Friday, May 23, 2008

Radiation Now

So I had a meeting today with Jason Rockhill, MD PhD and family friend, and my mother, Marsh, and Ian. Jason is a straight talker, to the point, and doesn’t mince words if he has the option. I know that things are a bit more uncomfortable for him with me than with other patients, with all the family history. Also, I have been a hugely important resource to his parents—taking care of their 80+ acres, dogs and, most importantly, horses when they’re on vacation, and I know he feels at least a modicum of responsibility to keep their housekeeper alive and functional.

That said, I am in, straightly speaking, dire straits. The thing that makes most doctors the most nervous is the tumor in my lower brain, which is pressing on my spinal column. The spinal column keeps my lungs functioning, my organs pumping away, and my heart beating. If the spinal column gets too compressed, it can’t do those things, and I die. As we talked about at the ER on Wednesday night, a neurosurgery to remove that tumor was one way to deal with the extreme iffyness of that situation. However, since then the anesthesiologists have been contacted, and with the mass of disease in my lungs, they are worried that the mere fact of surgery at this time will greatly increase my chances of major complications. I.e. paralyzation, or death, up from 1-3% to 5-10%. Because of the lung disease, there’s a greater chance of blood issues, of breathing issues, of lots of things that I perhaps am just not remembering right now.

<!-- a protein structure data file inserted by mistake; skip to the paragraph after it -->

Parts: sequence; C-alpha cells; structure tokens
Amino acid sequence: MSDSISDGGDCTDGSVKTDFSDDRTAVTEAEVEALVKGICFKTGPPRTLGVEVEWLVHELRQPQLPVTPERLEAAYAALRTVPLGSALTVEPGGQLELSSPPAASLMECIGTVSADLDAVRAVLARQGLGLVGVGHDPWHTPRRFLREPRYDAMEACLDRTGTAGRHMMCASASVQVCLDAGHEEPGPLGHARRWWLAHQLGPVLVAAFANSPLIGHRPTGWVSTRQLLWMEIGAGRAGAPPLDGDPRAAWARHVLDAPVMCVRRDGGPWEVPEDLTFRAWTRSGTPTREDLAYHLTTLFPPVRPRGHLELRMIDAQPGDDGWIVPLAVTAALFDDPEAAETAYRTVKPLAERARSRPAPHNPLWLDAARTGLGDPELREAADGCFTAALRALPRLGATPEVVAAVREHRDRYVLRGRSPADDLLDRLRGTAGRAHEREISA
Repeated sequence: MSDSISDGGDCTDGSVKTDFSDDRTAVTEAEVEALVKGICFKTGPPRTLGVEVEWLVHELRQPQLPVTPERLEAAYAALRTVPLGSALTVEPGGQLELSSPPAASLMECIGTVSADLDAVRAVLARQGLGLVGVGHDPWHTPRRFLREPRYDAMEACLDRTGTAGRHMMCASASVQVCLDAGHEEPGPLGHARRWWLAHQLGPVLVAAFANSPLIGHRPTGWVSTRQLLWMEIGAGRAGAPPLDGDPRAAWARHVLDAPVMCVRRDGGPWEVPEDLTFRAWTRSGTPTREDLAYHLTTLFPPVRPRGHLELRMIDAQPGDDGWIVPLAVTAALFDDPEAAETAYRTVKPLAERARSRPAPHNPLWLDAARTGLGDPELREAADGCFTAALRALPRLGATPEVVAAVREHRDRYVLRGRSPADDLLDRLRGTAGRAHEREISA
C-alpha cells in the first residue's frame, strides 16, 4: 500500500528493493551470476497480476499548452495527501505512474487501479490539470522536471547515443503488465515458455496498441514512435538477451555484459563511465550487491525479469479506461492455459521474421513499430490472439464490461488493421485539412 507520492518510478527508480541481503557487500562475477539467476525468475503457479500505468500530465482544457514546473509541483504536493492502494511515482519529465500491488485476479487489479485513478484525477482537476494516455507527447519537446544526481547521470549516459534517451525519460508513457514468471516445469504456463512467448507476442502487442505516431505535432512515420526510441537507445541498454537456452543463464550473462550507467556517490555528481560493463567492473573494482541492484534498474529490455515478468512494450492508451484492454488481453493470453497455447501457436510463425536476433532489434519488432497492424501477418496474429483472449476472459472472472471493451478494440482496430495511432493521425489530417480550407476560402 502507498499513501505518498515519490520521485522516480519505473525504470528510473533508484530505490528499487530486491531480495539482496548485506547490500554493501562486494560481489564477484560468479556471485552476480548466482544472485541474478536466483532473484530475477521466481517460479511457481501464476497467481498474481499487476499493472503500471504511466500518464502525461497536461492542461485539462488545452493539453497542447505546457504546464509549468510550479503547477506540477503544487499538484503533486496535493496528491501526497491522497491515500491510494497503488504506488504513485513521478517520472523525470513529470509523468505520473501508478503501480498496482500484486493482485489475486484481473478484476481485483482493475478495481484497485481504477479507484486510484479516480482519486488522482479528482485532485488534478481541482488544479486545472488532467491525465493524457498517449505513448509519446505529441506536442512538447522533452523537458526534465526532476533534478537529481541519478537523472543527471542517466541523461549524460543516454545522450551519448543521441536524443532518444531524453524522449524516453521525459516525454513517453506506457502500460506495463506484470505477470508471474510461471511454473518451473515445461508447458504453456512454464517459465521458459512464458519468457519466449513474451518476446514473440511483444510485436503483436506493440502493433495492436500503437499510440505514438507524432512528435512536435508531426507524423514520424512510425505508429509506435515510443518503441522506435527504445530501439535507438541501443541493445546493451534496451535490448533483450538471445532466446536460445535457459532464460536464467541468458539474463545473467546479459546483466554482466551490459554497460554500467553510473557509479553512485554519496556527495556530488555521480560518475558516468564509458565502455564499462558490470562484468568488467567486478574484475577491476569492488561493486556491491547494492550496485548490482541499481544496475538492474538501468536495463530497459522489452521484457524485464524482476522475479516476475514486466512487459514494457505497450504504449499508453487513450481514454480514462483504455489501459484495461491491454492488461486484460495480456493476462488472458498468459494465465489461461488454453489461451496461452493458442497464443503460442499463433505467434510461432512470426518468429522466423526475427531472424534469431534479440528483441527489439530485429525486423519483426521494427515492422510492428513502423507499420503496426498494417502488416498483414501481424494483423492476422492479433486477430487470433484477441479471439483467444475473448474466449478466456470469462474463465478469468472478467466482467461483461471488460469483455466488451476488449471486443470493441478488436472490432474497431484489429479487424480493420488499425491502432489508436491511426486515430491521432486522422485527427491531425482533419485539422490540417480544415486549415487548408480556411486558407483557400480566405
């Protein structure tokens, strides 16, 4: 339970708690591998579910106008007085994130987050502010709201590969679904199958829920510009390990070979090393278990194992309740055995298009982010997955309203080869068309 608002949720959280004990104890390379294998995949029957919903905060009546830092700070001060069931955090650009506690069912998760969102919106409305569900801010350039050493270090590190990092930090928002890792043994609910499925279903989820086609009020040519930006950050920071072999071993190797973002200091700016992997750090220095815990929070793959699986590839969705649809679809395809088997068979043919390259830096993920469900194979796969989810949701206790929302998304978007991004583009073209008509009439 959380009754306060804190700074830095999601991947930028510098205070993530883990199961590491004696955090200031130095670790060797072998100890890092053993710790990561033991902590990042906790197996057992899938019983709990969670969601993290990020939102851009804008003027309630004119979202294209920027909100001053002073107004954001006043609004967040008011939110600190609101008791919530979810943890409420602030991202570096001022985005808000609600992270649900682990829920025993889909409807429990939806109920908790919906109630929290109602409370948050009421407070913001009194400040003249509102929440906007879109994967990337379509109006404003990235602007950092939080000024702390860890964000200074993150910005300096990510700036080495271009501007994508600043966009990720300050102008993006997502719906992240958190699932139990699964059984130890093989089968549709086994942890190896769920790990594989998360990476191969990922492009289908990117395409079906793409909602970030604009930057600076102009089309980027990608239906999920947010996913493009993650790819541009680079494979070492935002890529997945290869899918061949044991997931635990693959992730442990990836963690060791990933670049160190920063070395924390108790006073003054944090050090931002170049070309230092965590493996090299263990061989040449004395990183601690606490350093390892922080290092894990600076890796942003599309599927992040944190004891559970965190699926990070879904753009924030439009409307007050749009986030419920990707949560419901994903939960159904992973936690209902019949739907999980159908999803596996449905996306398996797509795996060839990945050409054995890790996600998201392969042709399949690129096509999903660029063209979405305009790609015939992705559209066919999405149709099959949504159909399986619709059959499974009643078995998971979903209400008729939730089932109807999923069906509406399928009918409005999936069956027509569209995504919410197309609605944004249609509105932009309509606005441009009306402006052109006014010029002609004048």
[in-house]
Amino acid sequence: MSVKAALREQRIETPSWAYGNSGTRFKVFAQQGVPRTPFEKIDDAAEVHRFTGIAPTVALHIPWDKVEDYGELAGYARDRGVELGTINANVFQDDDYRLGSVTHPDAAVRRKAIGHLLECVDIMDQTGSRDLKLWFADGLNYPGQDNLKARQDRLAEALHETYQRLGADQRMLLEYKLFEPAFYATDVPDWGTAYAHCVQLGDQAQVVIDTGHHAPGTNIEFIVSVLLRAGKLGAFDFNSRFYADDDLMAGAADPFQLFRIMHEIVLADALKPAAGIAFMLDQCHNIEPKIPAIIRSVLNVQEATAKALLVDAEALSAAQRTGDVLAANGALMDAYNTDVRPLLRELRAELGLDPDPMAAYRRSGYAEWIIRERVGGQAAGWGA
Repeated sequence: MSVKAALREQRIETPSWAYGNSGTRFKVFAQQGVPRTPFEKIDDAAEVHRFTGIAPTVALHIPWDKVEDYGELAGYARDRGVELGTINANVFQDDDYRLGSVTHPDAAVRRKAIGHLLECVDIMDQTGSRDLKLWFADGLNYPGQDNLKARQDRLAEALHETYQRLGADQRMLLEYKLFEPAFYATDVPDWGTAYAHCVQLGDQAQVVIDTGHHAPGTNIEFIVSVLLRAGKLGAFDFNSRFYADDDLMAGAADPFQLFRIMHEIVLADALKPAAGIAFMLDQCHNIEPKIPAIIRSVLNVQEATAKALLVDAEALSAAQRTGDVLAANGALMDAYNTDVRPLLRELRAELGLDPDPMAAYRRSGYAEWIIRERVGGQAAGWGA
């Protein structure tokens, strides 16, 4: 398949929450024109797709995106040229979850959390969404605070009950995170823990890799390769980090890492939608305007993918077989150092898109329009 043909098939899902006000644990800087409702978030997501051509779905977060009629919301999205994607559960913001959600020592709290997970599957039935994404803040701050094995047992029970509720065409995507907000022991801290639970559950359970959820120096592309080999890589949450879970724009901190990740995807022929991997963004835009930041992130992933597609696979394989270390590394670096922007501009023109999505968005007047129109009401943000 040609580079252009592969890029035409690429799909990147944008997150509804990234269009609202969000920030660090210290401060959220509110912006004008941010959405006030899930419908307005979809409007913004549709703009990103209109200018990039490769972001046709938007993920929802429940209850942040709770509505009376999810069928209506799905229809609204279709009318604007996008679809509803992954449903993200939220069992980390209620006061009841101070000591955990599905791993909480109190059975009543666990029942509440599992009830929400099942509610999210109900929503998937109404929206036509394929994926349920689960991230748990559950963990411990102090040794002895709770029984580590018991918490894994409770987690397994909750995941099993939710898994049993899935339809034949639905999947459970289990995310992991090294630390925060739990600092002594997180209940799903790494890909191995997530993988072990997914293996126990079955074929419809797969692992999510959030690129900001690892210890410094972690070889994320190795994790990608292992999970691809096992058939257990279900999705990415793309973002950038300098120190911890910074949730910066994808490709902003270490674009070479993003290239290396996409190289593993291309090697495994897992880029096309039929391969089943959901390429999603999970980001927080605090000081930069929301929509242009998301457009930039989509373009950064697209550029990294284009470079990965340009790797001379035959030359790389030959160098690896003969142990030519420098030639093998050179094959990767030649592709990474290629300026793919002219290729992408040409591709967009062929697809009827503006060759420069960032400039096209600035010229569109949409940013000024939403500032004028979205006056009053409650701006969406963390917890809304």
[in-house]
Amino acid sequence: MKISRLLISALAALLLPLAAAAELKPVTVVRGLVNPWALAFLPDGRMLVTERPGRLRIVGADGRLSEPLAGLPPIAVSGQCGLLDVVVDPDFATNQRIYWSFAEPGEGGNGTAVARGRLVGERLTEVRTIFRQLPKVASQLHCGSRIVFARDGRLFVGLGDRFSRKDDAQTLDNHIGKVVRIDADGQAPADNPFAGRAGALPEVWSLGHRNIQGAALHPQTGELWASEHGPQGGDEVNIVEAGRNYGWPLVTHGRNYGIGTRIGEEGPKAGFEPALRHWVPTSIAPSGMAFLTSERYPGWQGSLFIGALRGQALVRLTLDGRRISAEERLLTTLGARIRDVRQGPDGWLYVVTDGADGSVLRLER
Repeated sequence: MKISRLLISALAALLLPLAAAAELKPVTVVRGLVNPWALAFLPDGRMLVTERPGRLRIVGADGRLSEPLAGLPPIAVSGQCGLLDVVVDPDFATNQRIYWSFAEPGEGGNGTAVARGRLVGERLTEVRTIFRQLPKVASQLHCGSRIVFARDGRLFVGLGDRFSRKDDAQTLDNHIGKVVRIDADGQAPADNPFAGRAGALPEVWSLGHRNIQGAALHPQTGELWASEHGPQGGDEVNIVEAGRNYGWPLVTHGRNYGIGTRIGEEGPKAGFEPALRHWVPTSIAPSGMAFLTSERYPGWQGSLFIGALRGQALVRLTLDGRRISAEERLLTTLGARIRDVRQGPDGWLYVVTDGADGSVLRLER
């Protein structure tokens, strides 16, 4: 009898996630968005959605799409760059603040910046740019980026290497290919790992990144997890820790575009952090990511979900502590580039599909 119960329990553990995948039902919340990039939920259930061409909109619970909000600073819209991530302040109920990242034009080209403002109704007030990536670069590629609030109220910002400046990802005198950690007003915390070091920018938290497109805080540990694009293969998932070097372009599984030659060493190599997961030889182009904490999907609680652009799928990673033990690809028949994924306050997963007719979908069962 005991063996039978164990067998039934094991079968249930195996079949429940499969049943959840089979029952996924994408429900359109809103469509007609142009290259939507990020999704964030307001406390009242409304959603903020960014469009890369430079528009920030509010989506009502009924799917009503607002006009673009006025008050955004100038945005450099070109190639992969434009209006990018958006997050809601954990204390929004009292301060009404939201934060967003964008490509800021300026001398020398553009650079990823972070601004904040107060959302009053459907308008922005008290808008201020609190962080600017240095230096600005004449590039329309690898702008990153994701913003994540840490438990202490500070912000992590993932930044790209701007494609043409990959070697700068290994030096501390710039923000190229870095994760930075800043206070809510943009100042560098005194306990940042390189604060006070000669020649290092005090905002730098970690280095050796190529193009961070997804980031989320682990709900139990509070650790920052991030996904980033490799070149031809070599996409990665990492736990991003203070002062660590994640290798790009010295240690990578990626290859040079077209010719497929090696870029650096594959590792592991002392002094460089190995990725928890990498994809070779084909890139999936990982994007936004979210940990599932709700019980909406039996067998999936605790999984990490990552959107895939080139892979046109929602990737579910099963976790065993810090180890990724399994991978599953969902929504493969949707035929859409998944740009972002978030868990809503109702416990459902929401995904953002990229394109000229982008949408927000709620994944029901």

Of course, all the time, under treatment or not, as long as there are spots in my brain, I’m at risk of seizures. I am not to drive for the time being.

It seems that I have to start chemo ASAP, and I have to respond well to it, so I can get into surgery and deal with the brain. Of course we are hoping that I will, and we have past experience with this chemo, years ago, and it worked very well. But I can’t start without at least addressing, a little, the brain disease at this point, even if not at the level we would like to address it.

So what I’m doing this afternoon is starting a low-grade, full brain radiation treatment. I am going to have it 5 days in a row, even over the holiday weekend (no matter who has to come in and push the button on the machine). I am not to go to Orcas Island right now, because I’d have to be airlifted back, in case of any dire issues, in a helicopter. I’ve never been in a helicopter, but I’d prefer to be in a better position to enjoy the ride. The potential side effects of this treatment range from the minor—reddish skin on the sides of my head—to the potentially life-changing—a stent and a tube put into the top of my brain and run, under the skin, to my abdomen, where excess brain fluid can drain and be absorbed by my body. I will then have Wednesday off, then I will get my port placement on Thursday morning and begin my chemo treatments that day.

NOTE: more to this post coming. I'm having some issues with Microsoft Word (shocker) and so I lost part of my writing, but I have to head off now to get to the clinic. But I wanted you all to get this beginning post at least.

1 comment:

Caringthinkingperson said...


It is really too bad about Orcas, but so sensible about the helicopter. Who wants to puke and rotate at the same time?

I'm glad you at least get Wed. off, this is more full time than full time. Speaking of time, you'll need quite a lot of it to read the following post, as I got rather verbose (what's new?). But since I had to register to send you a message on your blog, I started my own.

"One Note At A Time"

You are such an inspiration. Get off my butt and do it. Actually, since I was sitting and typing it was stay on my butt and do it. I first put this out on DailyKOS and a writer there asked me to start writing more stories, and interview other people for their political opinions. It turns out he was a copy editor from the Dallas Morning Star. So, I bit the bullit. At least in this longer form I can't be acused of writing too many lyrics!